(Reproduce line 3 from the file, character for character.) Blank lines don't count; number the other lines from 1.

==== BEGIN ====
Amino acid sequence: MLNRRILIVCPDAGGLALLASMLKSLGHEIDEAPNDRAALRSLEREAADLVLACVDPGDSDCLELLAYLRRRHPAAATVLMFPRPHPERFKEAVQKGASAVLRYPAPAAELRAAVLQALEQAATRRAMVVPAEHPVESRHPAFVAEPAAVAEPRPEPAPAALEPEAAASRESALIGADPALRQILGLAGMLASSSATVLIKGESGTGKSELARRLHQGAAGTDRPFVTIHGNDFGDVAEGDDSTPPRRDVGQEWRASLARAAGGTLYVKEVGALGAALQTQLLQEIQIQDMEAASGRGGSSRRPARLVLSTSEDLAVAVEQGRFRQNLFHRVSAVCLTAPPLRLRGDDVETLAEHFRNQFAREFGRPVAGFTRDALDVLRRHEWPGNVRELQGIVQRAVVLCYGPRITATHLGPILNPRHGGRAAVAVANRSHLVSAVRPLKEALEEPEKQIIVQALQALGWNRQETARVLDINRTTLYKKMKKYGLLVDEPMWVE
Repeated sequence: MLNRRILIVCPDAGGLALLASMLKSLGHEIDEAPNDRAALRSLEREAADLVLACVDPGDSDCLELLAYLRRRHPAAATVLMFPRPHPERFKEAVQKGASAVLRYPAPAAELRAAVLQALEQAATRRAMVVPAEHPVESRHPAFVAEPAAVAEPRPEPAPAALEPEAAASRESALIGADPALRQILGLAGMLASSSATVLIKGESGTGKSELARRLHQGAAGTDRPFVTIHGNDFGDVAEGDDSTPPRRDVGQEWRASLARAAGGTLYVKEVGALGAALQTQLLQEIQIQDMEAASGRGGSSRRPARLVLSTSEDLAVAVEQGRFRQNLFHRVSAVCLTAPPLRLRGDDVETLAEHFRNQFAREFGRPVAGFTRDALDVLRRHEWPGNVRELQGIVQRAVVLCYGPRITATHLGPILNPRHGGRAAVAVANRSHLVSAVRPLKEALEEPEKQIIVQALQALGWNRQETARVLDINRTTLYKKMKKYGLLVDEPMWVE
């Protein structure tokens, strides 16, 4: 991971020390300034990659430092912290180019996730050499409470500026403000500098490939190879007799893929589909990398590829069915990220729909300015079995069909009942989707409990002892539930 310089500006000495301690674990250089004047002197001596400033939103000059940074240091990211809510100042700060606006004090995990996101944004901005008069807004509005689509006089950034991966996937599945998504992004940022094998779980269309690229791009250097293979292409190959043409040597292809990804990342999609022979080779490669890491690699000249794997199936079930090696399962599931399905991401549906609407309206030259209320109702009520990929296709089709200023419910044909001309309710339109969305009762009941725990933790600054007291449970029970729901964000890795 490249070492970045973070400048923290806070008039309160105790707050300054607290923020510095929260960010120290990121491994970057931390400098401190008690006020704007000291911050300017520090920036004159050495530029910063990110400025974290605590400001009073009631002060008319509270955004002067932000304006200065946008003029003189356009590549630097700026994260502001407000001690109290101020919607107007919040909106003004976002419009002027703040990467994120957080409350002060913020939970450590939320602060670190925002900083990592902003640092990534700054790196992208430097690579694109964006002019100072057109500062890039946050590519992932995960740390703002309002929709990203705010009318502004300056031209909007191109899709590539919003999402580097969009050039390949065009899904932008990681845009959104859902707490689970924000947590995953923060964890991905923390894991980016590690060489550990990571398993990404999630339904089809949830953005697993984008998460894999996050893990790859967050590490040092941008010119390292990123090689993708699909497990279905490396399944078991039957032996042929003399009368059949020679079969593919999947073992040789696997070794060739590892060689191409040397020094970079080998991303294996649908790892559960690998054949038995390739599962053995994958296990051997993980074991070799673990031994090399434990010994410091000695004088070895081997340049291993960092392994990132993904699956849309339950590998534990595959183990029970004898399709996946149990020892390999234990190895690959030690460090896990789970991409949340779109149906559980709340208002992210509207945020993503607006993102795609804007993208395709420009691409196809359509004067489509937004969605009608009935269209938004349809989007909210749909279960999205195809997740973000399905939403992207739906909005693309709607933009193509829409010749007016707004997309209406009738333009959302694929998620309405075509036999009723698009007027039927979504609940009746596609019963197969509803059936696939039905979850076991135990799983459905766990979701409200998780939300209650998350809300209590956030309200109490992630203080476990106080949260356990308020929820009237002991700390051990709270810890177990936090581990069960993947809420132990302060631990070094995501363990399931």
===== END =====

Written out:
């Protein structure tokens, strides 16, 4: 991971020390300034990659430092912290180019996730050499409470500026403000500098490939190879007799893929589909990398590829069915990220729909300015079995069909009942989707409990002892539930 310089500006000495301690674990250089004047002197001596400033939103000059940074240091990211809510100042700060606006004090995990996101944004901005008069807004509005689509006089950034991966996937599945998504992004940022094998779980269309690229791009250097293979292409190959043409040597292809990804990342999609022979080779490669890491690699000249794997199936079930090696399962599931399905991401549906609407309206030259209320109702009520990929296709089709200023419910044909001309309710339109969305009762009941725990933790600054007291449970029970729901964000890795 490249070492970045973070400048923290806070008039309160105790707050300054607290923020510095929260960010120290990121491994970057931390400098401190008690006020704007000291911050300017520090920036004159050495530029910063990110400025974290605590400001009073009631002060008319509270955004002067932000304006200065946008003029003189356009590549630097700026994260502001407000001690109290101020919607107007919040909106003004976002419009002027703040990467994120957080409350002060913020939970450590939320602060670190925002900083990592902003640092990534700054790196992208430097690579694109964006002019100072057109500062890039946050590519992932995960740390703002309002929709990203705010009318502004300056031209909007191109899709590539919003999402580097969009050039390949065009899904932008990681845009959104859902707490689970924000947590995953923060964890991905923390894991980016590690060489550990990571398993990404999630339904089809949830953005697993984008998460894999996050893990790859967050590490040092941008010119390292990123090689993708699909497990279905490396399944078991039957032996042929003399009368059949020679079969593919999947073992040789696997070794060739590892060689191409040397020094970079080998991303294996649908790892559960690998054949038995390739599962053995994958296990051997993980074991070799673990031994090399434990010994410091000695004088070895081997340049291993960092392994990132993904699956849309339950590998534990595959183990029970004898399709996946149990020892390999234990190895690959030690460090896990789970991409949340779109149906559980709340208002992210509207945020993503607006993102795609804007993208395709420009691409196809359509004067489509937004969605009608009935269209938004349809989007909210749909279960999205195809997740973000399905939403992207739906909005693309709607933009193509829409010749007016707004997309209406009738333009959302694929998620309405075509036999009723698009007027039927979504609940009746596609019963197969509803059936696939039905979850076991135990799983459905766990979701409200998780939300209650998350809300209590956030309200109490992630203080476990106080949260356990308020929820009237002991700390051990709270810890177990936090581990069960993947809420132990302060631990070094995501363990399931």